Sales agent Arclight Films has appointed former Instinct Entertainment producer Nigel Odell to set up a Melbourne-based office to produce and co-finance Australian films.

It will establish a US production office in the near future under Harrison Kordestani, who is already based there.

Arclight wants to work with bankable Australian directors, says Arclight managing director Gary Hamilton, on films budgeted at between $3.9m-$7.8m (A$5-$10m).

All types of projects will be considered, including genre films. Genre was a dirty word in the 1990s in Australia but not since Wolf Creek, which was an Arclight title.

'After the huge success we had on Storm Warning, this is the next logical step,' said Hamilton. 'I am committed to continuing to support the Australian film industry and am counting on Nigel to deliver two to three films annually.'

Director Jamie Blanks' horror film Storm Warning was sold to Dimension Films late last year. The film was co-financed by Arclight in association with Film Finance Corporation Australia and others, and is in post-production. Arclight is co-distributing the film in Australia with Mushroom Pictures.

'It has joined the short list of Australian films that have recovered its budget,' says Hamilton, referring to the Dimension sale.

He says the opportunities for making films in Australia will grow considerably in if the Federal Government agrees to the tax rebate scheme being extended and changed to suit not just offshore films but local features too.

Arclight and the two divisions of Darclight and Easternlight take on sales rights for 12 to 15 films per year; about 25% of these are Australian. Arclight is owned by Hamilton and Victor Syrmis and has acquired 90 films for its catalogue since it was set up five years ago.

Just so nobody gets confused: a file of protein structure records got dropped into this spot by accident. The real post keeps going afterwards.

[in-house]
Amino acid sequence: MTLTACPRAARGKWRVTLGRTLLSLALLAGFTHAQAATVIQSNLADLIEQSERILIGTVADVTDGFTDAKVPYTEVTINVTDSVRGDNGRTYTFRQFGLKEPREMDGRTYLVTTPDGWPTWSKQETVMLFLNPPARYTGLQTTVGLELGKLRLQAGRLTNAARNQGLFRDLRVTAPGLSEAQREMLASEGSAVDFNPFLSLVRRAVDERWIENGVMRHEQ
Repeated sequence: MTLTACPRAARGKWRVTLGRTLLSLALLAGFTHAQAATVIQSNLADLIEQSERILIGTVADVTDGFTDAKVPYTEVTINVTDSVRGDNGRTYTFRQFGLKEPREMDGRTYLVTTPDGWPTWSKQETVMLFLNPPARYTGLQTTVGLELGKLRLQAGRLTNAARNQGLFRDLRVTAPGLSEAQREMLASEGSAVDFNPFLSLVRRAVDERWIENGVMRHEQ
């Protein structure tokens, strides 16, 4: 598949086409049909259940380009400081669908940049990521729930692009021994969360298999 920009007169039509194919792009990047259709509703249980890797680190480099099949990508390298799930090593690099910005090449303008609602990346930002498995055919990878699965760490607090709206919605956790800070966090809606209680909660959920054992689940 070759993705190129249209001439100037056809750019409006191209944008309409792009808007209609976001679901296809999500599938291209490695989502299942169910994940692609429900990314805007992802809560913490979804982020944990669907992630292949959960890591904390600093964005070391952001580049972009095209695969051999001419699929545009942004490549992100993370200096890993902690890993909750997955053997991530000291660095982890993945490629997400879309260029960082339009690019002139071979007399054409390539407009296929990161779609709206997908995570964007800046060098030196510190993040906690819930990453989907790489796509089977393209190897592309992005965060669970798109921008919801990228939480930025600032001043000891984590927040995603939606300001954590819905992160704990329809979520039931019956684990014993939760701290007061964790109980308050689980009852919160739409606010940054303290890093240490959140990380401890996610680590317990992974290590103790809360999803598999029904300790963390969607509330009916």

The move by Hamilton to formalise Arclight's production activities comes, coincidentally, just as Beyond Films, his former employer, shuts down its sales division.

'The risk reward ratio just doesn't make sense' said Mikael Borglund, chief executive of Beyond International Limited, which principally makes and distributes television programmes.

As reported, the three former Beyond London-based staff have set up Bankside Films with Head Gear Films, and have been appointed as agents for the eight films Beyond has acquired in the past year.

'It is better than closing it down but we [the parent company] made $3.3m (A$4.2m) last year after absorbing the loss from films. Otherwise we would have made $3.9m (A$5m),' said Borglund.

Beyond Films did make money from films in the 1990s. About four years ago it relocated the office to the UK, which was flush with production cash.

'In the good old days you could sell everything for something. Now it is really hit and miss because no-one is going to release a film they are ambivalent about and there is no DVD or video market,' Borglund said. 'You used to be able to sell crap for some money.'